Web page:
2 Make 12 photocopies of Drawing 6, the Decorative Cutout Full-Size Pattern on page 35. Adhere two copies to each part C, placing the top of each pattern at one end of the part. Spray adhesive (follow the label instructions for temporary bonding) or rubber cement will hold them in place.

3 Drill 3/s" start holes in each wide slat (C), where shown.

4 Rout the straight center portion of the cut-out design. To do this, install a 'A" straight bit in your table-mounted router. Position a fence to center the bit on the wide slat. Clamp another fence along the other edge of the part, as shown in Photo A, left. Then, with the cutting depth set to about 3/s", place the hole at the left end of the part over the bit, start the router, and cut the decorative slot between the two holes.

5Scrollsaw the ends of the decorative cutout, as shown in Photo B. Sand the routed and sawn edges, as needed. Remove the patterns.

6 Finish-sand the legs, rails, slats, and spacers. (We sanded to 220 grit.)

Next, assemble a bunch of bases

1 Dry-assemble (without gluing) the legs, rails, and slats for the right leg assembly, referring to Drawing 5 (large table). You can leave out the spacers (E) for this test-fitting. Check for joint fit and squareness, and ensure that the top of the rail lies flush with the leg tops. Unclamp the parts, and disassemble.

2 Glue together the rails and slats for the assembly. To do so, start by placing the center slat exactly in the middle of one rail. Put a dab of glue in the groove on each side of the slat, and slip a spacer into the groove against each edge of the slat. Center the other rail on the other end of the slat, and glue in the spacers. Slide in the first narrow slat, and fix it in place with spacers. Continue until all slats and spacers are in place.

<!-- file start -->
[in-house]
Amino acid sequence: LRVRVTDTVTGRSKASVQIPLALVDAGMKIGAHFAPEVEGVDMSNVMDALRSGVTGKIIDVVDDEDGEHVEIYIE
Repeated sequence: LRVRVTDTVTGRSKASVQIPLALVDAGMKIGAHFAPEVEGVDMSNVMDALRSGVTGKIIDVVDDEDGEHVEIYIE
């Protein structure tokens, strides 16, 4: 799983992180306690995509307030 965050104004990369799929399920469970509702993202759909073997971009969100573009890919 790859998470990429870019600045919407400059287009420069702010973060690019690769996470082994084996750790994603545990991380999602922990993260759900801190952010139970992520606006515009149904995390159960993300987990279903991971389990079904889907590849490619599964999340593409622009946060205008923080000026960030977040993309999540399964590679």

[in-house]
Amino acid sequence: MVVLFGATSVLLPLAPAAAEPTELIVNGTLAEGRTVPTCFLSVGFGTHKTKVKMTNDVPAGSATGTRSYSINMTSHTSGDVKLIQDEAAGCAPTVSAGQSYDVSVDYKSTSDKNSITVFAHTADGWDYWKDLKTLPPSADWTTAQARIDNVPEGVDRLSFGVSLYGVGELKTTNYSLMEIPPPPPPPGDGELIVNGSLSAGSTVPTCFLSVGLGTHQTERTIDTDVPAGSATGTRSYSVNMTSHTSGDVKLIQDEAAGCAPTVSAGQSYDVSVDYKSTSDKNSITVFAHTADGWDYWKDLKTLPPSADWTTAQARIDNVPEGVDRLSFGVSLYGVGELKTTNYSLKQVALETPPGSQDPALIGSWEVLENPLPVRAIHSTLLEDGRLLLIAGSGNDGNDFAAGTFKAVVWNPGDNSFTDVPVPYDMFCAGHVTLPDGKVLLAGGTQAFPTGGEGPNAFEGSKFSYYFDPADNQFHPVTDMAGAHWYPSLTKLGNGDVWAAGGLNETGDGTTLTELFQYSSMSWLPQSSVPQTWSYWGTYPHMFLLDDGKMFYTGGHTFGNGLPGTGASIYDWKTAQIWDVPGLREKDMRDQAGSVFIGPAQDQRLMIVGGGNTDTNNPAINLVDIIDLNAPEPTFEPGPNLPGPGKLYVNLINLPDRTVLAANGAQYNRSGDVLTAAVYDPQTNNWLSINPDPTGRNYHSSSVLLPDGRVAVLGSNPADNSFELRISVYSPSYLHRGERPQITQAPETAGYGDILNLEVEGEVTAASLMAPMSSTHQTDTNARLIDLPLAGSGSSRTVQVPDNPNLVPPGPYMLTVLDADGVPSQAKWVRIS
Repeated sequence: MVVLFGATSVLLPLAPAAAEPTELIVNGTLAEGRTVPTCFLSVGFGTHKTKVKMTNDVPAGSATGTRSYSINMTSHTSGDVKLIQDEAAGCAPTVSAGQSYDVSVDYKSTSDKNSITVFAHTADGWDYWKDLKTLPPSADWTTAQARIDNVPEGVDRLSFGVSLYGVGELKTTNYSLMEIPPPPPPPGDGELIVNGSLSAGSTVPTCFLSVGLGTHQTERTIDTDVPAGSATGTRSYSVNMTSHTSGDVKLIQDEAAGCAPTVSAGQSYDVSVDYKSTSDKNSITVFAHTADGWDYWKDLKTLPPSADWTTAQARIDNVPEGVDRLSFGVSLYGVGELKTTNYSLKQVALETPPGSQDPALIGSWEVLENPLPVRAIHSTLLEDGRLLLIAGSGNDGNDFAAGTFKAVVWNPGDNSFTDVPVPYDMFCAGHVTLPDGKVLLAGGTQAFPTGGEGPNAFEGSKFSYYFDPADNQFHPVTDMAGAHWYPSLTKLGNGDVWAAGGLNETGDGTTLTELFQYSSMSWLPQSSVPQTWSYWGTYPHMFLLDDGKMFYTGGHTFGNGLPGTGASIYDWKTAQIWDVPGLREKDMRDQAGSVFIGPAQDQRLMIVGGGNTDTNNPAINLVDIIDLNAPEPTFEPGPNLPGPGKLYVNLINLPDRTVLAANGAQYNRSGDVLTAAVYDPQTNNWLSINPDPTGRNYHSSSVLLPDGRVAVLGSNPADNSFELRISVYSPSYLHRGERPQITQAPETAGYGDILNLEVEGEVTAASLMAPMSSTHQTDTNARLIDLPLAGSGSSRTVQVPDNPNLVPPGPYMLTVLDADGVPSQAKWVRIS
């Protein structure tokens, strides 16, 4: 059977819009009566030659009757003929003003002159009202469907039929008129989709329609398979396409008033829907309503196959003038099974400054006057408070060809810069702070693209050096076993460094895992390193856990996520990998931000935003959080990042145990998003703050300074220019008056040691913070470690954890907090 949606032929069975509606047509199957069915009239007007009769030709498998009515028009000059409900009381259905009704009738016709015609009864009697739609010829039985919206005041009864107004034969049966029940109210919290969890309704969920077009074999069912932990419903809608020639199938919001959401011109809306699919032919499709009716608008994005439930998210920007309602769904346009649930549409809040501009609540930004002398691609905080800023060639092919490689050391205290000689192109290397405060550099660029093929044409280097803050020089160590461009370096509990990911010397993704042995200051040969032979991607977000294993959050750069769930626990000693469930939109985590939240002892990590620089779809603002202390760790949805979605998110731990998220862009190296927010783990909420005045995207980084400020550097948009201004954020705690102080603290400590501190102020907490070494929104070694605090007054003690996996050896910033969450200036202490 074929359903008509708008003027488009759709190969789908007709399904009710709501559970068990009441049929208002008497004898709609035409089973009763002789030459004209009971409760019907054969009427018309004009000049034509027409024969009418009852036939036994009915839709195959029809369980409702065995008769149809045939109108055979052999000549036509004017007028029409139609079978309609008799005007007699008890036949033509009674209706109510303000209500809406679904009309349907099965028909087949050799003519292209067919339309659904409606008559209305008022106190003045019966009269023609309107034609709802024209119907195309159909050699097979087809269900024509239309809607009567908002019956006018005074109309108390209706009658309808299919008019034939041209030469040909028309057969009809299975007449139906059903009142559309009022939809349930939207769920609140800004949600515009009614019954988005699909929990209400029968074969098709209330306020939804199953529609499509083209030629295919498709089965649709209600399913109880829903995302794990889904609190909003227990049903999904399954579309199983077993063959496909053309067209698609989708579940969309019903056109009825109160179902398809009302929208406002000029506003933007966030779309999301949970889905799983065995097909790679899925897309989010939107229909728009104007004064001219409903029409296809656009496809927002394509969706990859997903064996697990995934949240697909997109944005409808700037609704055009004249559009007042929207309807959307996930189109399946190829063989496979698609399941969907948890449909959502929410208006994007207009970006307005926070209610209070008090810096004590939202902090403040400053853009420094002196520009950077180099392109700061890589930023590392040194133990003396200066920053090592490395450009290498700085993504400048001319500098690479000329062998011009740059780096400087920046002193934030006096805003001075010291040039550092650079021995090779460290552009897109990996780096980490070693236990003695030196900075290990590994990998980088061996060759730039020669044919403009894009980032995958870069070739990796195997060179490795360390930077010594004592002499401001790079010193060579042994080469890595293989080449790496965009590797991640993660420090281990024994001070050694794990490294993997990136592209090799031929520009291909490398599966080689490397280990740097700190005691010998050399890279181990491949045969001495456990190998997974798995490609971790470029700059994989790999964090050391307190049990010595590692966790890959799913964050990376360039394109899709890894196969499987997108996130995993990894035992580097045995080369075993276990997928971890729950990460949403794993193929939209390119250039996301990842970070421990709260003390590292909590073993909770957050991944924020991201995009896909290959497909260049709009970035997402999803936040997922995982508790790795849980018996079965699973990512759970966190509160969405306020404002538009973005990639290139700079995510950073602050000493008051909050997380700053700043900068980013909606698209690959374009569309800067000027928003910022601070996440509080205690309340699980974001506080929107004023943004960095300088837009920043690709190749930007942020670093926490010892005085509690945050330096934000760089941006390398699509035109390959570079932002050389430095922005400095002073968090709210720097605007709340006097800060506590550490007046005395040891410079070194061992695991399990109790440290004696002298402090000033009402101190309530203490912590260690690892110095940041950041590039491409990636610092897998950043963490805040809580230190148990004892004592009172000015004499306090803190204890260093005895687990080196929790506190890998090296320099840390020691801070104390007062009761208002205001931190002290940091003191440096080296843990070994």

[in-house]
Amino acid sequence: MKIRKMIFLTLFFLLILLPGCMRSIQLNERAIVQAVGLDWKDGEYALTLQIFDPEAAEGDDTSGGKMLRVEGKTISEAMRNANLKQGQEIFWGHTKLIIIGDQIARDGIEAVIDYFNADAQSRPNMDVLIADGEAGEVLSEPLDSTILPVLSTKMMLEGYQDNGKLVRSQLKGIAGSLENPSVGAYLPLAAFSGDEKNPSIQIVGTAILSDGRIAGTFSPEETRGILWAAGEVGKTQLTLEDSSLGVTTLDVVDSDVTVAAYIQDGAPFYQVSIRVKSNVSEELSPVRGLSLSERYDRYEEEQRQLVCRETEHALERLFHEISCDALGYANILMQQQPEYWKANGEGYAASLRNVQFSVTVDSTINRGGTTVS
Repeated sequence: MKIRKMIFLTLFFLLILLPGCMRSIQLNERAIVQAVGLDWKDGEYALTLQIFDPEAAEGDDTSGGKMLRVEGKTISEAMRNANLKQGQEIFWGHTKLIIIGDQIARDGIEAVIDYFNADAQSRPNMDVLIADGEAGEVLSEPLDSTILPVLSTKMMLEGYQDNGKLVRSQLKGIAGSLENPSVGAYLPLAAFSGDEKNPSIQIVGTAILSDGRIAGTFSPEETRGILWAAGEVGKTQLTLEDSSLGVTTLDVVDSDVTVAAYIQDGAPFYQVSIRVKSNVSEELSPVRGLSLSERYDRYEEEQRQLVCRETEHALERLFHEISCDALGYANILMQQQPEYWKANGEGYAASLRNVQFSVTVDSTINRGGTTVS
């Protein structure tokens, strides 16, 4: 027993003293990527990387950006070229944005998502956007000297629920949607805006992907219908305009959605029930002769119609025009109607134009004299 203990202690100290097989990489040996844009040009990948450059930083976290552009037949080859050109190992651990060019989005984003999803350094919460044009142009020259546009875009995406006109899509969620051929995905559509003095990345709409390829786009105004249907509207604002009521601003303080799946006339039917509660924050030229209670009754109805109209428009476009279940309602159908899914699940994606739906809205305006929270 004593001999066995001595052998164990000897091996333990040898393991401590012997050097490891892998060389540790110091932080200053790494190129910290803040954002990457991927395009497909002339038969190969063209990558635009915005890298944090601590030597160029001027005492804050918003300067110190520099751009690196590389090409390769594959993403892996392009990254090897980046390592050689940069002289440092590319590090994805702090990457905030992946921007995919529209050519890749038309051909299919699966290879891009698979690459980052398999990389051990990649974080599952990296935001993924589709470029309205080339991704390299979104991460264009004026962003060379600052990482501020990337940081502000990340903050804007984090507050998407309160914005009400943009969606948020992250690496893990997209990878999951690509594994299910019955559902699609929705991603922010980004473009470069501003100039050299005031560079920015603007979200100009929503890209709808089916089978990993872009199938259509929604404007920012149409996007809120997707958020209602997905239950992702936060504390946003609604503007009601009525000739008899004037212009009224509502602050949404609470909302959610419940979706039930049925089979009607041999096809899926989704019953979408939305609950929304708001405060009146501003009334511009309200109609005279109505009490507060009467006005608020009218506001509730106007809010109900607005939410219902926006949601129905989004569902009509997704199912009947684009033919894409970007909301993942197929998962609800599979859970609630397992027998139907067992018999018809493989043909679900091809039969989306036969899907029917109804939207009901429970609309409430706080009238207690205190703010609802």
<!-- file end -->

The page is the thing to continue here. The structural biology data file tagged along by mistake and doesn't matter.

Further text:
3 After the glue dries, glue the front and back legs to the assembled rails and slats.

4 Put together the left leg assembly in the same way. Build the left and right leg assemblies for the other tables.

The leg assemblies for the other tables differ from the drawing only in the number of narrow slats (D). The medium table has two narrow slats per assembly; the small table, none.

5 Connect the leg assemblies for each table base with the remaining rails, referring to Drawing 1. To ensure wob-ble-free tables, assemble them on a known flat surface, such as your table-saw's table.

Parallel fences help you rout an arrow-straight slot between two holes for the cut-out design in the wide slat.

Scrollsaw the ends of the decorative cutout. A #4 blade (.035 x.015", with 18 teeth per inch) is a good choice.

Bore recesses for the tabletop connectors with a y-ie" spade bit. The bit's point simultaneously drills a screw pilot hole.

El RIGHT LEG ASSEMBLY (Large table)

Woodworking Tools and Installation Tips

Woodworking Tools and Installation Tips

There are a lot of things that either needs to be repaired, or put together when youre a homeowner. If youre a new homeowner, and have just gotten out of apartment style living, you might want to take this list with you to the hardware store. From remolding jobs to putting together furniture you can use these 5 power tools to get your stuff together. Dont forget too that youll need a few extra tools for other jobs around the house.